MN-Sen: Dollar A Day To Make Norm Go Away Campaign Up Over $20K

On April 9th, Adam Green, formerly of MoveOn, posted a critique of the DSCC's online campaign to urge Norm Coleman to concede over at Open Left. What was most notable about the post was that in it, Adam suggested an alternative campaign.

What if, Adam asked, the DSCC sent an e-mail that looked more like this:

Today, we're launching "Norm's Democratic Dollar A Day." We're asking people across the country to donate $1 to the DSCC every day that Norm Coleman refuses to concede (up to 100 days max, in case he's completely delusional).

Click here to sign up!

Think about how this would change the game. If 1 million people signed up, and Senate Republicans up for re-election in 2010 saw the committee charged with defeating them getting $1 million each day that Coleman is obstinate, what do you think would happen?

Rather than simply list-build with no actual means by which to pressure Coleman to concede, Adam's idea was to create a mechanism whereby a warchest to help fund the campaigns of progressive Democrats would grow in direct relation to the length of time Coleman took to end his quixotic attempts to appeal the US Senate result. The more time he takes, the more money will be raised. Pretty great. No wonder so many commenters to the post urged Adam to implement it and no wonder that DFA joined with PCCC to do just that. As Senate Guru wrote here at MyDD, the Dollar A Day To Make Norm Go Away campaign launched yesterday.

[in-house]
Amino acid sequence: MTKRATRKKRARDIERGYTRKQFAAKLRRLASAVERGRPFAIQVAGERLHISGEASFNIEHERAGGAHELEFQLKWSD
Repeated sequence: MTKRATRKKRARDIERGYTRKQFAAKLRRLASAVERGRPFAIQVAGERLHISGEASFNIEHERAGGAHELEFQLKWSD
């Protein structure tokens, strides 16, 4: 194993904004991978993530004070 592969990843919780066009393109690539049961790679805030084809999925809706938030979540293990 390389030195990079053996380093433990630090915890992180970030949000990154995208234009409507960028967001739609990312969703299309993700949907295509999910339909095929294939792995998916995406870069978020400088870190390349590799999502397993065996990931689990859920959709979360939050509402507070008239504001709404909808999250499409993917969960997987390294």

The ask, from

Al Franken won.

But DC Republicans keep bankrolling Norm Coleman's continued court challenges. For them, it's worth the money to block the seating of Senator Franken.

But if thousands of us donate $1 to help progressives defeat Republicans in 2010 for each day Norm Coleman refuses to concede, we'll reverse the incentives for DC Republicans. They'll tell Norm, "Go away!"

Can you give a dollar a day to make Norm go away?

So far, in just more than a day, the campaign has raised more than $20,000 to help progressives get elected, a number that will grow the longer former Senator Coleman insists on depriving Minnesotans of a Senator. It was always going to be Republican pressure that got Norm to finally concede this thing but there was never a reason for Republicans to do so...

...Until now.

There's more...

MN-Sen: "Pulling a Norm Coleman" and

This Dollar A Day To Make Norm Go Away campaign is great. Bumped - Todd

Republican sore loser Norm Coleman's endless and pointless appeals will not accomplish a victory for Coleman.  But ol' Normie can be proud that he has accomplished one thing: his name has become synonymous with "sore loser" to the point that "pulling a Norm Coleman" has entered the lexicon meaning "acting like a sore loser." To wit:

Larry King: `I'm not a sore loser. I'm not gonna pull a Norm Coleman'

Here's evidence that Minnesota's post-election battle for U.S. Senate has permeated pop culture. Al Franken and Norm Coleman were cited this week by contestants in another competition that attracted millions of partisans: the race between movie actor Ashton Kutcher and news juggernaut CNN to be first to gain one million followers on Twitter, the social-media phenomenon. ...